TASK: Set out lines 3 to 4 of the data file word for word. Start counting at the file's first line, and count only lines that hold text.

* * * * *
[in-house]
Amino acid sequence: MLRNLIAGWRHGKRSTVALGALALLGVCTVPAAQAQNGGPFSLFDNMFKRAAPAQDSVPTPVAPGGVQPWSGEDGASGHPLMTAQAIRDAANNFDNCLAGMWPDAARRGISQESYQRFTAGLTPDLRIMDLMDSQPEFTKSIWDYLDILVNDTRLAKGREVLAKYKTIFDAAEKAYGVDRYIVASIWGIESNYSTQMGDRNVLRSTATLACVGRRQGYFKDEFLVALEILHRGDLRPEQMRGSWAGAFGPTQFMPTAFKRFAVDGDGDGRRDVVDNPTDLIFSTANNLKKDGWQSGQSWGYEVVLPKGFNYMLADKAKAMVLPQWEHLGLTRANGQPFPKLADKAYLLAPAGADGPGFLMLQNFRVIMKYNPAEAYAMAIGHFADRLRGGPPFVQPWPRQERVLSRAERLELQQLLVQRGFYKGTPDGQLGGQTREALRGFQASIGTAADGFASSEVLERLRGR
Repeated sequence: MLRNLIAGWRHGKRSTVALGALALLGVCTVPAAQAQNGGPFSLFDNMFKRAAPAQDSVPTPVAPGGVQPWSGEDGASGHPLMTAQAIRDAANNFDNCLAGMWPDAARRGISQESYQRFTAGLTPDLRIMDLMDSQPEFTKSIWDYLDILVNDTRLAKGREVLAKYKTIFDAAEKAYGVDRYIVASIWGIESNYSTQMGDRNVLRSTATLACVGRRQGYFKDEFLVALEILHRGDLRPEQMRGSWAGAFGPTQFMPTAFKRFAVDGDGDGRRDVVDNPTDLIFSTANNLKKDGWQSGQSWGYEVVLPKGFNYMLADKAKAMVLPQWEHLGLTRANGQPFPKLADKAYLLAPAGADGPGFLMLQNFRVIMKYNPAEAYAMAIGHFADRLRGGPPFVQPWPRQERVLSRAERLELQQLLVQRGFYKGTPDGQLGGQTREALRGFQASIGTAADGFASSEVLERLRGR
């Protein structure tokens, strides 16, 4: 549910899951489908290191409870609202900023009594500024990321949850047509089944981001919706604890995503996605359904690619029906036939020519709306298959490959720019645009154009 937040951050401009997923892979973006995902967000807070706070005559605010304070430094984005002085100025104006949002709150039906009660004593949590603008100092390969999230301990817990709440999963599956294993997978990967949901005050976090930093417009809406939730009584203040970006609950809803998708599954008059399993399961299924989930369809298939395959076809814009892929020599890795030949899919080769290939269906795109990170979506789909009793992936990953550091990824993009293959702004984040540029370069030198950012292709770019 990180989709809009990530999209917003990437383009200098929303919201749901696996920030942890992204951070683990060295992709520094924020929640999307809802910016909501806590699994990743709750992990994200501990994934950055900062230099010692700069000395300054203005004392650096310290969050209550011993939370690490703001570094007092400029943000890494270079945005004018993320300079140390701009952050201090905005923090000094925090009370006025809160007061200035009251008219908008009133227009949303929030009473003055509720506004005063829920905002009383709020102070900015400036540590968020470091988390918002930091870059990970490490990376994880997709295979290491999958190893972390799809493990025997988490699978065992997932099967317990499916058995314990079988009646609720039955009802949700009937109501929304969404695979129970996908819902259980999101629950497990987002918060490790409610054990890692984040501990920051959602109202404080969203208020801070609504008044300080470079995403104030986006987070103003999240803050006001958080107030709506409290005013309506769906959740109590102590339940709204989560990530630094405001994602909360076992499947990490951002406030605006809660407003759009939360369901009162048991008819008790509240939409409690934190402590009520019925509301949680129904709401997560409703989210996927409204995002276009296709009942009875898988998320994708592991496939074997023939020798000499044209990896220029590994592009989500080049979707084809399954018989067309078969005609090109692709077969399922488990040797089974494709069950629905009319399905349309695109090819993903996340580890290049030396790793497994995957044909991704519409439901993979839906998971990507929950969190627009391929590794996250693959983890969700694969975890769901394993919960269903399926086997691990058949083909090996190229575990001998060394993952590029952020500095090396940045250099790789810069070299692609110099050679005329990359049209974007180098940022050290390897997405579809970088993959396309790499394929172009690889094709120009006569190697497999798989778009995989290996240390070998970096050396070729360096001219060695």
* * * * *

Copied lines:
Repeated sequence: MLRNLIAGWRHGKRSTVALGALALLGVCTVPAAQAQNGGPFSLFDNMFKRAAPAQDSVPTPVAPGGVQPWSGEDGASGHPLMTAQAIRDAANNFDNCLAGMWPDAARRGISQESYQRFTAGLTPDLRIMDLMDSQPEFTKSIWDYLDILVNDTRLAKGREVLAKYKTIFDAAEKAYGVDRYIVASIWGIESNYSTQMGDRNVLRSTATLACVGRRQGYFKDEFLVALEILHRGDLRPEQMRGSWAGAFGPTQFMPTAFKRFAVDGDGDGRRDVVDNPTDLIFSTANNLKKDGWQSGQSWGYEVVLPKGFNYMLADKAKAMVLPQWEHLGLTRANGQPFPKLADKAYLLAPAGADGPGFLMLQNFRVIMKYNPAEAYAMAIGHFADRLRGGPPFVQPWPRQERVLSRAERLELQQLLVQRGFYKGTPDGQLGGQTREALRGFQASIGTAADGFASSEVLERLRGR
């Protein structure tokens, strides 16, 4: 549910899951489908290191409870609202900023009594500024990321949850047509089944981001919706604890995503996605359904690619029906036939020519709306298959490959720019645009154009 937040951050401009997923892979973006995902967000807070706070005559605010304070430094984005002085100025104006949002709150039906009660004593949590603008100092390969999230301990817990709440999963599956294993997978990967949901005050976090930093417009809406939730009584203040970006609950809803998708599954008059399993399961299924989930369809298939395959076809814009892929020599890795030949899919080769290939269906795109990170979506789909009793992936990953550091990824993009293959702004984040540029370069030198950012292709770019 990180989709809009990530999209917003990437383009200098929303919201749901696996920030942890992204951070683990060295992709520094924020929640999307809802910016909501806590699994990743709750992990994200501990994934950055900062230099010692700069000395300054203005004392650096310290969050209550011993939370690490703001570094007092400029943000890494270079945005004018993320300079140390701009952050201090905005923090000094925090009370006025809160007061200035009251008219908008009133227009949303929030009473003055509720506004005063829920905002009383709020102070900015400036540590968020470091988390918002930091870059990970490490990376994880997709295979290491999958190893972390799809493990025997988490699978065992997932099967317990499916058995314990079988009646609720039955009802949700009937109501929304969404695979129970996908819902259980999101629950497990987002918060490790409610054990890692984040501990920051959602109202404080969203208020801070609504008044300080470079995403104030986006987070103003999240803050006001958080107030709506409290005013309506769906959740109590102590339940709204989560990530630094405001994602909360076992499947990490951002406030605006809660407003759009939360369901009162048991008819008790509240939409409690934190402590009520019925509301949680129904709401997560409703989210996927409204995002276009296709009942009875898988998320994708592991496939074997023939020798000499044209990896220029590994592009989500080049979707084809399954018989067309078969005609090109692709077969399922488990040797089974494709069950629905009319399905349309695109090819993903996340580890290049030396790793497994995957044909991704519409439901993979839906998971990507929950969190627009391929590794996250693959983890969700694969975890769901394993919960269903399926086997691990058949083909090996190229575990001998060394993952590029952020500095090396940045250099790789810069070299692609110099050679005329990359049209974007180098940022050290390897997405579809970088993959396309790499394929172009690889094709120009006569190697497999798989778009995989290996240390070998970096050396070729360096001219060695």